Proteas left to scavenge for whatever crumbs are on offer

2014-07-02 00:00

CAPE TOWN — The disturbing marginalisation of South African cricket on the international pecking order, particularly in Test terms, is only going to become increasingly apparent over the next year and beyond.

Enjoy the strength-versus-strength — yet tragically and revealingly only two-Test — mini-series in Sri Lanka later this month, folks: it could be the last truly meaningful challenge the No. 2-ranked Proteas have in the five-day arena for some 15 months.

It has already been known for some time that the International Cricket Council is to rather sickeningly and depressingly have its strings pulled from now on by a commercially all-powerful trio of India, England and Australia, with the remainder of the traditional Test-playing nations simply scavenging for whatever crumbs may be on offer to them.

Those three will become a convenient little mafia, ensuring that they play each other as often as possible on a global roster already tilting increasingly obviously away from the time-honoured, long-form game to cram in as much one-day cricket in both formats as can be exploited.

Over the past few days, the icy blast of winter to South African enthusiasts only got more hostile when it became known that the country will have no initial say on the five-member ICC executive committee. Wally Edwards (Australia) is the chairperson, and the other two permanent members are England (Giles Clarke) and India, represented by the controversial ­N. Srinivasan who is avowedly no friend of the South African cause and was recently installed as new ICC chairperson.

Two additional members of the panel will be elected every two years, and tellingly South Africa has no immediate presence: instead West Indies’ David Cameron and Pakistan’s Najam Sethi crack the nod.

Other committees announced similarly had no South African representation — we are the only Full Member nation in that impotent position.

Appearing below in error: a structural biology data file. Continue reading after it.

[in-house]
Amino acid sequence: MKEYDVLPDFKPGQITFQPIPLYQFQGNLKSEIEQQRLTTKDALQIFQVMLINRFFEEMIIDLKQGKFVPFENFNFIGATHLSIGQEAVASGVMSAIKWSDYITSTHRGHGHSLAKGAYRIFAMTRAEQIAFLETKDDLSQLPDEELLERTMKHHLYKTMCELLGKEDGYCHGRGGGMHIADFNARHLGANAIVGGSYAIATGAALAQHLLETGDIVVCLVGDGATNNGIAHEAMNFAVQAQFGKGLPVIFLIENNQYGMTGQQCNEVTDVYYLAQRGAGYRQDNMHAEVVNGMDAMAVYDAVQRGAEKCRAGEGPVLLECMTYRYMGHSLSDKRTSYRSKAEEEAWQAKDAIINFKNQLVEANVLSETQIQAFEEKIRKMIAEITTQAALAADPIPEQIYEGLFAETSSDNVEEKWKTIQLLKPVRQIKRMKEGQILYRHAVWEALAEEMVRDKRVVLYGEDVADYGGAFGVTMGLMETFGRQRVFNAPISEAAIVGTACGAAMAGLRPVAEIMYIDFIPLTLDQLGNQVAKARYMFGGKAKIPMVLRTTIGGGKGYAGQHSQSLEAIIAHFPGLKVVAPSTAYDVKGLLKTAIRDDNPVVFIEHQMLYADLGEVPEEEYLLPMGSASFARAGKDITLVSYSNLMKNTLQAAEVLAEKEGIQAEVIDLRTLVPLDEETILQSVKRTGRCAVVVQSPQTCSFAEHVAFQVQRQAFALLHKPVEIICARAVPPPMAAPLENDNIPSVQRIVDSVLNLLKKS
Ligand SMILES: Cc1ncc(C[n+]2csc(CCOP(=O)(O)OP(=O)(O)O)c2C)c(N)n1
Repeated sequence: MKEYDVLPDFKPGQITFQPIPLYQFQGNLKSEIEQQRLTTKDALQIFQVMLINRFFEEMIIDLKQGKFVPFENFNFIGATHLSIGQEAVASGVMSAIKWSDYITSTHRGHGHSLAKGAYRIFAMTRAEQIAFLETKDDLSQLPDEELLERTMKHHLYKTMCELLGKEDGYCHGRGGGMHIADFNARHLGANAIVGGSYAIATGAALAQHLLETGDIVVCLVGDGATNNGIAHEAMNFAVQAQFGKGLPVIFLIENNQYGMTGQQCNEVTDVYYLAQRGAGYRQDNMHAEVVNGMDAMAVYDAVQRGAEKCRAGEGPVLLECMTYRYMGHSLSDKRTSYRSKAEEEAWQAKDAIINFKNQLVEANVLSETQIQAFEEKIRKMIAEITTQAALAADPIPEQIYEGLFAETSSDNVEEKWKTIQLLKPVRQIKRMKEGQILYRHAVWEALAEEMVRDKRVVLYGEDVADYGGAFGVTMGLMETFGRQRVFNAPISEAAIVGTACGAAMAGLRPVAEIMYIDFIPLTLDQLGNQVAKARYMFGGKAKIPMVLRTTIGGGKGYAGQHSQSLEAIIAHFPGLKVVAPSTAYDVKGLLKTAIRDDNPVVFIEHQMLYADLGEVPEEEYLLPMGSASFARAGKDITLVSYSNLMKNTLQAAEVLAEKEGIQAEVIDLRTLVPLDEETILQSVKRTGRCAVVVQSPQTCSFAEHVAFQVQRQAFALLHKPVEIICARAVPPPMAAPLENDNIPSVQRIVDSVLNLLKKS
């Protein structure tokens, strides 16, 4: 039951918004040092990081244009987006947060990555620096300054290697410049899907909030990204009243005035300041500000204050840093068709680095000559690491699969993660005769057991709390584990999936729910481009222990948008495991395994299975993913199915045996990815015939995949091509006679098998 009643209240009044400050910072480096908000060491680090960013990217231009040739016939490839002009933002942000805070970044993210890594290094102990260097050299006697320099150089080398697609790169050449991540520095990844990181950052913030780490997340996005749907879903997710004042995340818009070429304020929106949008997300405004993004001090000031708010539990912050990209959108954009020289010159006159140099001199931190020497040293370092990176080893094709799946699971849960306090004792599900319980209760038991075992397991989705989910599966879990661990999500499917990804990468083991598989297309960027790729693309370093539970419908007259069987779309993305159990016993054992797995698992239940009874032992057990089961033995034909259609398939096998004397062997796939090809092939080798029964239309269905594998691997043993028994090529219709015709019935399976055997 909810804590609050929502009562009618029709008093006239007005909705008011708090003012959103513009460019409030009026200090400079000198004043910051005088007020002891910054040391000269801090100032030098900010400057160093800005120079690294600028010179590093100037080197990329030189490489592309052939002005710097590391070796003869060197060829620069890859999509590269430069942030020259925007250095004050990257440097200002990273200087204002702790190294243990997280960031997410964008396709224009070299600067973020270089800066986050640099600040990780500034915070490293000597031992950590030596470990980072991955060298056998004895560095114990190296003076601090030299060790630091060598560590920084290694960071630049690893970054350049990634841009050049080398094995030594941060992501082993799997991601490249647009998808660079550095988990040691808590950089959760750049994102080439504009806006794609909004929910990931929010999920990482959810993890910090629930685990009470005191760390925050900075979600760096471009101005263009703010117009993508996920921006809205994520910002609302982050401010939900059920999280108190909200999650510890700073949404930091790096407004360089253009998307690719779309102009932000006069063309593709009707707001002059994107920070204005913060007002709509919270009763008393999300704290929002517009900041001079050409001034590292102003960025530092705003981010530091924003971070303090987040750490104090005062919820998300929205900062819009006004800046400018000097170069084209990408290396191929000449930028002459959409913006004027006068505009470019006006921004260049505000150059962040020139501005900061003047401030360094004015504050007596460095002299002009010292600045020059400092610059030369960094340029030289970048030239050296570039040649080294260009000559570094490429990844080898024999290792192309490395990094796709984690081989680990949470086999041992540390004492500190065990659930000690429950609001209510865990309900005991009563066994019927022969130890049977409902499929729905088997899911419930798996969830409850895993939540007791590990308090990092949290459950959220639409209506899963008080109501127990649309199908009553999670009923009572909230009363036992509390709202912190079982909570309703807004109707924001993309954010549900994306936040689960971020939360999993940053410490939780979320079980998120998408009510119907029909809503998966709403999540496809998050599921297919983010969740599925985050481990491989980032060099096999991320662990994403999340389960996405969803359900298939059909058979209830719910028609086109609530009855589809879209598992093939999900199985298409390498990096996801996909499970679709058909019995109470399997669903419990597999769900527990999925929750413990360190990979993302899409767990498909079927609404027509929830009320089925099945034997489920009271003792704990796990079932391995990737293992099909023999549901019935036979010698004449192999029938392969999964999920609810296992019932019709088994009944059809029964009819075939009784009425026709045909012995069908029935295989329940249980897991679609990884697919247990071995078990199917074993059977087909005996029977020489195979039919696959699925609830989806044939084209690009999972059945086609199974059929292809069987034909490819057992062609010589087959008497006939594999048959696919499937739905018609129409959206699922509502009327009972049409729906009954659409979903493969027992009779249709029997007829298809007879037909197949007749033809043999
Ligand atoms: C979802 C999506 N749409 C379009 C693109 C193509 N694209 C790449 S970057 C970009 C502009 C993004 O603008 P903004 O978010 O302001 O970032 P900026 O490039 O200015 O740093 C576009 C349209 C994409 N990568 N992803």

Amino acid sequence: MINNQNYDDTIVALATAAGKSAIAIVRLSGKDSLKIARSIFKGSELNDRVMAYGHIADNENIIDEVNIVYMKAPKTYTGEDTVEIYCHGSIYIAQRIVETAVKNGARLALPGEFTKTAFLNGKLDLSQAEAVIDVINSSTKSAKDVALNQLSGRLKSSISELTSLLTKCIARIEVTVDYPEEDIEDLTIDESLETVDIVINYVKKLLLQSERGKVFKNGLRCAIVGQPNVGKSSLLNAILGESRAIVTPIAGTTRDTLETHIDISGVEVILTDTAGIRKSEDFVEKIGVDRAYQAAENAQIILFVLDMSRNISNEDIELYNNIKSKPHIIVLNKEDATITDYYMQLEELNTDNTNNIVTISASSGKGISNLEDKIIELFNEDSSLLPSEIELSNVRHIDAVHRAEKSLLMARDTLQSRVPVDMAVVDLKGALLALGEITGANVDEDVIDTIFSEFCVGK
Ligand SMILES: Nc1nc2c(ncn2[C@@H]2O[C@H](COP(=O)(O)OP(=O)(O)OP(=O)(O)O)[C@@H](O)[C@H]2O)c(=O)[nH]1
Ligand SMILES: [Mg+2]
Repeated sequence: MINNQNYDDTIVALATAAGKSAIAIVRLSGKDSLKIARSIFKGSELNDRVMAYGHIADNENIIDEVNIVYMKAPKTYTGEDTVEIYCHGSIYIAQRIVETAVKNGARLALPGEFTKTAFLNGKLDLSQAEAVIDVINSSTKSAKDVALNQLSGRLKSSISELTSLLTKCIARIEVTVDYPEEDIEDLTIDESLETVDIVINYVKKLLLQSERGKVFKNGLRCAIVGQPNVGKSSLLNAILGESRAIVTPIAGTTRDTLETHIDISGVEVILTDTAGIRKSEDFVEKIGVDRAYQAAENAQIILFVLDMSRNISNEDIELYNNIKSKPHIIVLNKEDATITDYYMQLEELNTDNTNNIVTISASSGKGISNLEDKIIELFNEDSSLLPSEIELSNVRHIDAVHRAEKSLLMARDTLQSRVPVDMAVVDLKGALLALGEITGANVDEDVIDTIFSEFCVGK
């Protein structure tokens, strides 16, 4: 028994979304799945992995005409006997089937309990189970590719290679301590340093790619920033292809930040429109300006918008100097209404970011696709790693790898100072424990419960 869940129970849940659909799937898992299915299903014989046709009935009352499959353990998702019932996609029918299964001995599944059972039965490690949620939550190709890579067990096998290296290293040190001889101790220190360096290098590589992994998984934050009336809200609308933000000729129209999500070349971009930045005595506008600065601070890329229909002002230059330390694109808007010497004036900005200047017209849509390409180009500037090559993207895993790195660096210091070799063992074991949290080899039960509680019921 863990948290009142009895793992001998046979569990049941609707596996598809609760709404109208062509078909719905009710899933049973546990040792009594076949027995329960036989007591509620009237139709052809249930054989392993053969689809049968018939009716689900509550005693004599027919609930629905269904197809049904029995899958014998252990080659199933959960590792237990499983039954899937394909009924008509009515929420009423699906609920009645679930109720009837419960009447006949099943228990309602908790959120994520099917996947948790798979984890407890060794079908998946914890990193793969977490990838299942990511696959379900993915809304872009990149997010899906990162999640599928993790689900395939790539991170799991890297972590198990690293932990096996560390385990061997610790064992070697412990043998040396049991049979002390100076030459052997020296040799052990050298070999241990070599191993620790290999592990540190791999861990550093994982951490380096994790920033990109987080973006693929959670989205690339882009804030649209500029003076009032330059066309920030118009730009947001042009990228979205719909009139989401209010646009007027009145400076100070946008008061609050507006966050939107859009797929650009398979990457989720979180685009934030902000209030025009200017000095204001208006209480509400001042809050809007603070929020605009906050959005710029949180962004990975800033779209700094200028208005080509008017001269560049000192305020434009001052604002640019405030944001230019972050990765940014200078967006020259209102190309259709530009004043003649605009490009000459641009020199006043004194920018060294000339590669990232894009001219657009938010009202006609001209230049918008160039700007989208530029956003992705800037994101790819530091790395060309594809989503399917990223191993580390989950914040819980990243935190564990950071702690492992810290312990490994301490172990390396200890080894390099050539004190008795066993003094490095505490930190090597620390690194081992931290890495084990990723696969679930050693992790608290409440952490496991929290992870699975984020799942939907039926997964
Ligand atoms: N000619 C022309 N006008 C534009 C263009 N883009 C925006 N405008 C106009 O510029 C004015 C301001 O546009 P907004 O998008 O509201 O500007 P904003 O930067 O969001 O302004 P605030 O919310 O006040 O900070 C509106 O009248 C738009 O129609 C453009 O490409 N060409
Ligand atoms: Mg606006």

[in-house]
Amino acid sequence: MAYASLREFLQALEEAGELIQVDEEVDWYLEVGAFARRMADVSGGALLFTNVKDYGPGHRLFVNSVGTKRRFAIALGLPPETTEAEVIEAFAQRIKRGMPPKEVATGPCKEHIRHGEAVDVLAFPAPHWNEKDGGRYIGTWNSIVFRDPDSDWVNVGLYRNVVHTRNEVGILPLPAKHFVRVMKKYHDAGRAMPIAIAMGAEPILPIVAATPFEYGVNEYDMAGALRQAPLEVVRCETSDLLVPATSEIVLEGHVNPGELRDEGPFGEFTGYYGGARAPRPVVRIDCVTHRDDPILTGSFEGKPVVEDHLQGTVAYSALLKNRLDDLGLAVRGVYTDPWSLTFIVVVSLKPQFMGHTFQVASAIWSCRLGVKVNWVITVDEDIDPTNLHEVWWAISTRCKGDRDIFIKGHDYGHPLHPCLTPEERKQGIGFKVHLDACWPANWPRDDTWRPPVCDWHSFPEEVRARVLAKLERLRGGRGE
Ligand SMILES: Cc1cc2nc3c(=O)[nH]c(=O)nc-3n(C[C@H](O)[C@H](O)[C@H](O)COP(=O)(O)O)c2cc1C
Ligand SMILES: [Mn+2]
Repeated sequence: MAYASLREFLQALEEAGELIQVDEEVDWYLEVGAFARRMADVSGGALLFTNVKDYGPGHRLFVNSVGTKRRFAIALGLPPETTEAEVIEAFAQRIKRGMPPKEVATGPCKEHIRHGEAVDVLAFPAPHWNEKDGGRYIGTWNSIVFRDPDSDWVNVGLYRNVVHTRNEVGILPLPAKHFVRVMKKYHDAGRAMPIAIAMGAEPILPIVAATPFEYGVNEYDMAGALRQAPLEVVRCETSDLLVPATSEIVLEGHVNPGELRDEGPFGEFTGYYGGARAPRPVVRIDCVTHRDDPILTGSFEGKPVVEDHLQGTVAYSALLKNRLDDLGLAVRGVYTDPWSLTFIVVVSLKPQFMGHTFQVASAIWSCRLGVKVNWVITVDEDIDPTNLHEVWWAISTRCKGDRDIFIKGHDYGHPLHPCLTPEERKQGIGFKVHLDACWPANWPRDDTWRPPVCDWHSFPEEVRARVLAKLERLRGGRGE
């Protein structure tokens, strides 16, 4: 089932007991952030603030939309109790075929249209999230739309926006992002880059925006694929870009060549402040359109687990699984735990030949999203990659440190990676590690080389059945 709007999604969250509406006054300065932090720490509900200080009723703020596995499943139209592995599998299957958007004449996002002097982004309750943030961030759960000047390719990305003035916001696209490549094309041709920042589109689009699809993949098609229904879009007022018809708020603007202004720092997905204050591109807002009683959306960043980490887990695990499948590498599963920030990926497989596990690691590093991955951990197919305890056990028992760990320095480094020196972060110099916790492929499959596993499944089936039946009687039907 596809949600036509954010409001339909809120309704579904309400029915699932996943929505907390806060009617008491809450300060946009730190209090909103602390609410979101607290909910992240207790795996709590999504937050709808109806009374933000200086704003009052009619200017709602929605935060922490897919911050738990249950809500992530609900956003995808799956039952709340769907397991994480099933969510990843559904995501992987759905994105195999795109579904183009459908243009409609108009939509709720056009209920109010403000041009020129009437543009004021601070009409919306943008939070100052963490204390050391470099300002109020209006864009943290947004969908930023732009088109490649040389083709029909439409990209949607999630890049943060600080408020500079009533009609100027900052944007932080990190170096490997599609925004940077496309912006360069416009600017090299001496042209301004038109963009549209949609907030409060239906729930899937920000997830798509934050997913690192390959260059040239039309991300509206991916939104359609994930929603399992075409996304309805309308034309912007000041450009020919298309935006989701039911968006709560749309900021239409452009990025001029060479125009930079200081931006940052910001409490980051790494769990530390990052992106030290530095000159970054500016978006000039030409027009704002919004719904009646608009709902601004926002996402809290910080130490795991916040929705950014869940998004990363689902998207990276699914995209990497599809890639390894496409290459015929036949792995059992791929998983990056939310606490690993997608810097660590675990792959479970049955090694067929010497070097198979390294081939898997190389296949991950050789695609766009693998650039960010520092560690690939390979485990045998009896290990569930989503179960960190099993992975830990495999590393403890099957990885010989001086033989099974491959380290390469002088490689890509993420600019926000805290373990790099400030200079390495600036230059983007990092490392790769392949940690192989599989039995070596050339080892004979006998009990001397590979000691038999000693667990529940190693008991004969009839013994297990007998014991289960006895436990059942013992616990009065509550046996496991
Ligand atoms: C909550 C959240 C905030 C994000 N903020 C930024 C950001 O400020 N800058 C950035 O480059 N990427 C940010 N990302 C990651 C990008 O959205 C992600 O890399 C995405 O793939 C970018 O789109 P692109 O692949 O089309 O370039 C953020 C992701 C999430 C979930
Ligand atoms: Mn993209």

And if Test cricket is your preferred cup of tea, don’t expect much in the way of blue-chip activity for the Proteas until as distant a date as October 2015 when they supposedly travel to India for a provisionally-intended three-Test series (cynics are bound to be concerned that it may even be condensed to two, given India’s preoccupation with the limited-overs game and antagonism toward SA).

Once back from Sri Lanka, where at least a 1-0 win is apparently required to take currently ring-rusty South Africa back to the top of the pile, the Proteas go into a period where ODI activity lopsidedly holds sway — officially, we will constantly be reminded that it is important for World Cup preparation — and any Test combat will be curtailed to questionable bursts against significantly weaker foes.

Beyond Sri Lanka, the Proteas will play a once-off Test in ninth-ranked Zimbabwe in August, and then the “headline” and ­only act of our domestic summer will be … ta-daah! … West Indies (eighth and unbudgingly so) in three Tests at Centurion, Port Elizabeth and Cape Town.

Once admittedly a formidable drawcard, the Caribbean side have been in the doldrums for not far from 25 years and they have just come off another lamentable outcome: a 2-1 home defeat to New Zealand.

You do wonder how enthusiastically and effectively CSA will be able to market the series, when even against agreeably stronger opponents it can be a challenge to get bums on seats at venues like St George’s Park and Kingsmead for Tests.

In the meantime Australia, a whisker ahead of South Africa in top spot on the table (and I, for one, am not yet fully convinced of the mathematical or moral legitimacy of that situation), can look forward to four Tests against India in their own 2014/15 season.

England? Though wobbling at present in a rebuild phase, a plump five-Test home series against the Indians is imminent, and it will be only next season that another lucrative Ashes — hold on, it seems like we’ve only just done back-to-back ones? — is staged on their soil.

You just get the powerful feeling that it is going to be deemed inconvenient to have a country like SA at the top of the Test pile — long series will increasingly become the lone preserve of the “big three” between themselves because they make the most monetary sense — and devious steps will be taken in scheduling terms to prevent the pesky Proteas from spoiling that forced equilibrium. That, I fear, is simply the new, uncaring and crooked world landscape we will live in.

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